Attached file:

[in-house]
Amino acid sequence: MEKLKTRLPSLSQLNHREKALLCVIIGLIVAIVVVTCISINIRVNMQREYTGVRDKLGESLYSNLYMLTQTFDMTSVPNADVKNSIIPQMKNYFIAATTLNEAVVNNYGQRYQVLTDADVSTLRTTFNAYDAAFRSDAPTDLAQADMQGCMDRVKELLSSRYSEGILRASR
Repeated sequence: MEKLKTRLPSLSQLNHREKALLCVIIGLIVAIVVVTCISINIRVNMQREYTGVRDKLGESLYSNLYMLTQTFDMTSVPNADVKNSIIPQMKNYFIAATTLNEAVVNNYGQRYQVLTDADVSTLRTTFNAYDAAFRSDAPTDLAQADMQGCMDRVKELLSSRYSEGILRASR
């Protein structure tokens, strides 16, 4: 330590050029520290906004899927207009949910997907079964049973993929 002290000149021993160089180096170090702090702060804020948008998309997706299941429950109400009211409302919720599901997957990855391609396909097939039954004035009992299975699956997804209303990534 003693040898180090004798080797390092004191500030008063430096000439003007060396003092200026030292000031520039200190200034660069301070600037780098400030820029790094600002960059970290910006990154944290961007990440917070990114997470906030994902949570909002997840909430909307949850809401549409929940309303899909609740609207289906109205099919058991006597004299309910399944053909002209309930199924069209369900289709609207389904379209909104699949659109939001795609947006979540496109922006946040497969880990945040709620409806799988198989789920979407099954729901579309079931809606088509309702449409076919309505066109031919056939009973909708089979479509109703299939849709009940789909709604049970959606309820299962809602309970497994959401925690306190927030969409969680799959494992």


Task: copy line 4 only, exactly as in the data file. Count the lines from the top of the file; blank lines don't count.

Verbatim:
């Protein structure tokens, strides 16, 4: 330590050029520290906004899927207009949910997907079964049973993929 002290000149021993160089180096170090702090702060804020948008998309997706299941429950109400009211409302919720599901997957990855391609396909097939039954004035009992299975699956997804209303990534 003693040898180090004798080797390092004191500030008063430096000439003007060396003092200026030292000031520039200190200034660069301070600037780098400030820029790094600002960059970290910006990154944290961007990440917070990114997470906030994902949570909002997840909430909307949850809401549409929940309303899909609740609207289906109205099919058991006597004299309910399944053909002209309930199924069209369900289709609207389904379209909104699949659109939001795609947006979540496109922006946040497969880990945040709620409806799988198989789920979407099954729901579309079931809606088509309702449409076919309505066109031919056939009973909708089979479509109703299939849709009940789909709604049970959606309820299962809602309970497994959401925690306190927030969409969680799959494992």